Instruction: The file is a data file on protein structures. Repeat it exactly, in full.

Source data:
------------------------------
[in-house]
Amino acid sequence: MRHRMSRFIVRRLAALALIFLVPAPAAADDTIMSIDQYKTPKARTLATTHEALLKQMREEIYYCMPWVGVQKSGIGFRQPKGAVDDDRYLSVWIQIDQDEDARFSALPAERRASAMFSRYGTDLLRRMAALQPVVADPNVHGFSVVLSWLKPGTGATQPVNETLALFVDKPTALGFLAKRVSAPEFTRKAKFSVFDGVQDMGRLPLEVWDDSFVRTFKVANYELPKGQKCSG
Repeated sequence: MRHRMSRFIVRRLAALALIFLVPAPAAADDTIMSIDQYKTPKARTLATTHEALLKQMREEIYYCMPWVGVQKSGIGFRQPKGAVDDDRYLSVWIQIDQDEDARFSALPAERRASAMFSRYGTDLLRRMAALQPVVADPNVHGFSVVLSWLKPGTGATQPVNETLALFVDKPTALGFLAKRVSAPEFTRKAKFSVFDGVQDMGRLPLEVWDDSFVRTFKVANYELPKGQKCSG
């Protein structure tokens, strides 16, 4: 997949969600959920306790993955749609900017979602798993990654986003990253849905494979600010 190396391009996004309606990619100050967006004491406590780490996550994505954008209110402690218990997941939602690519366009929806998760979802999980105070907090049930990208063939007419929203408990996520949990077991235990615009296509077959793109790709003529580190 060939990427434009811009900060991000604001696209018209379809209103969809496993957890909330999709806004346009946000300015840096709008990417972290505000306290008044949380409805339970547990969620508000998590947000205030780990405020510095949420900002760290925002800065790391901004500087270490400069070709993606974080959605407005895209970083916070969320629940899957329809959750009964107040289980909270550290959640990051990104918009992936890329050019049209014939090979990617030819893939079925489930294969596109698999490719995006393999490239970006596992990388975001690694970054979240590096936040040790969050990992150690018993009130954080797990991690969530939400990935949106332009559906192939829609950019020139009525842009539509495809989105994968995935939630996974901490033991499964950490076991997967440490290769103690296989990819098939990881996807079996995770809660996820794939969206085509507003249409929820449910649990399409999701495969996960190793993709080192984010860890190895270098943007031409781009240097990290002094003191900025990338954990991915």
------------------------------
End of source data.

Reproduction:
[in-house]
Amino acid sequence: MRHRMSRFIVRRLAALALIFLVPAPAAADDTIMSIDQYKTPKARTLATTHEALLKQMREEIYYCMPWVGVQKSGIGFRQPKGAVDDDRYLSVWIQIDQDEDARFSALPAERRASAMFSRYGTDLLRRMAALQPVVADPNVHGFSVVLSWLKPGTGATQPVNETLALFVDKPTALGFLAKRVSAPEFTRKAKFSVFDGVQDMGRLPLEVWDDSFVRTFKVANYELPKGQKCSG
Repeated sequence: MRHRMSRFIVRRLAALALIFLVPAPAAADDTIMSIDQYKTPKARTLATTHEALLKQMREEIYYCMPWVGVQKSGIGFRQPKGAVDDDRYLSVWIQIDQDEDARFSALPAERRASAMFSRYGTDLLRRMAALQPVVADPNVHGFSVVLSWLKPGTGATQPVNETLALFVDKPTALGFLAKRVSAPEFTRKAKFSVFDGVQDMGRLPLEVWDDSFVRTFKVANYELPKGQKCSG
């Protein structure tokens, strides 16, 4: 997949969600959920306790993955749609900017979602798993990654986003990253849905494979600010 190396391009996004309606990619100050967006004491406590780490996550994505954008209110402690218990997941939602690519366009929806998760979802999980105070907090049930990208063939007419929203408990996520949990077991235990615009296509077959793109790709003529580190 060939990427434009811009900060991000604001696209018209379809209103969809496993957890909330999709806004346009946000300015840096709008990417972290505000306290008044949380409805339970547990969620508000998590947000205030780990405020510095949420900002760290925002800065790391901004500087270490400069070709993606974080959605407005895209970083916070969320629940899957329809959750009964107040289980909270550290959640990051990104918009992936890329050019049209014939090979990617030819893939079925489930294969596109698999490719995006393999490239970006596992990388975001690694970054979240590096936040040790969050990992150690018993009130954080797990991690969530939400990935949106332009559906192939829609950019020139009525842009539509495809989105994968995935939630996974901490033991499964950490076991997967440490290769103690296989990819098939990881996807079996995770809660996820794939969206085509507003249409929820449910649990399409999701495969996960190793993709080192984010860890190895270098943007031409781009240097990290002094003191900025990338954990991915």